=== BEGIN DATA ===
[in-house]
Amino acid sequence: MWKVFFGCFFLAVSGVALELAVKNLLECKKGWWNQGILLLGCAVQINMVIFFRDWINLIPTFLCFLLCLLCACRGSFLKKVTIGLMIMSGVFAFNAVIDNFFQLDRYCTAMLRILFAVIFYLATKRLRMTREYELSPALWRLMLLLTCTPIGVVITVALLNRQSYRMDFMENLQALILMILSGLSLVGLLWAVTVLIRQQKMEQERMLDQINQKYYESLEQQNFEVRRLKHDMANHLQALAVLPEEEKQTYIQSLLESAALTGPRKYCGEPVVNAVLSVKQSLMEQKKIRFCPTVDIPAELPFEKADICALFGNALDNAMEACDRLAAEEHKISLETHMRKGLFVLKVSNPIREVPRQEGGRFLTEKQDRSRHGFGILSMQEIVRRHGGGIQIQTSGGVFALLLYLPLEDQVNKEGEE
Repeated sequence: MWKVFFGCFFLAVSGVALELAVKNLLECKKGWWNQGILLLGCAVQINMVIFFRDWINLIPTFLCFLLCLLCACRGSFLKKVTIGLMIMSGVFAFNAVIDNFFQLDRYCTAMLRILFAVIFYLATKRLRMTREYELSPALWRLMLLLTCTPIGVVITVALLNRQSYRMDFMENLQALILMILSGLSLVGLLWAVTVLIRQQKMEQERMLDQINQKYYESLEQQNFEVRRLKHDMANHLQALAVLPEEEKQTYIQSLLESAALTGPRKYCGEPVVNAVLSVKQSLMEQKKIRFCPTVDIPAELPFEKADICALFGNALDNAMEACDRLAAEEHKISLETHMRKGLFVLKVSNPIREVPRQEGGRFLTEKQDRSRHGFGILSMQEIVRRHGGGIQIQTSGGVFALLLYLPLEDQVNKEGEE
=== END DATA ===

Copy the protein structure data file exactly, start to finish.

[in-house]
Amino acid sequence: MWKVFFGCFFLAVSGVALELAVKNLLECKKGWWNQGILLLGCAVQINMVIFFRDWINLIPTFLCFLLCLLCACRGSFLKKVTIGLMIMSGVFAFNAVIDNFFQLDRYCTAMLRILFAVIFYLATKRLRMTREYELSPALWRLMLLLTCTPIGVVITVALLNRQSYRMDFMENLQALILMILSGLSLVGLLWAVTVLIRQQKMEQERMLDQINQKYYESLEQQNFEVRRLKHDMANHLQALAVLPEEEKQTYIQSLLESAALTGPRKYCGEPVVNAVLSVKQSLMEQKKIRFCPTVDIPAELPFEKADICALFGNALDNAMEACDRLAAEEHKISLETHMRKGLFVLKVSNPIREVPRQEGGRFLTEKQDRSRHGFGILSMQEIVRRHGGGIQIQTSGGVFALLLYLPLEDQVNKEGEE
Repeated sequence: MWKVFFGCFFLAVSGVALELAVKNLLECKKGWWNQGILLLGCAVQINMVIFFRDWINLIPTFLCFLLCLLCACRGSFLKKVTIGLMIMSGVFAFNAVIDNFFQLDRYCTAMLRILFAVIFYLATKRLRMTREYELSPALWRLMLLLTCTPIGVVITVALLNRQSYRMDFMENLQALILMILSGLSLVGLLWAVTVLIRQQKMEQERMLDQINQKYYESLEQQNFEVRRLKHDMANHLQALAVLPEEEKQTYIQSLLESAALTGPRKYCGEPVVNAVLSVKQSLMEQKKIRFCPTVDIPAELPFEKADICALFGNALDNAMEACDRLAAEEHKISLETHMRKGLFVLKVSNPIREVPRQEGGRFLTEKQDRSRHGFGILSMQEIVRRHGGGIQIQTSGGVFALLLYLPLEDQVNKEGEE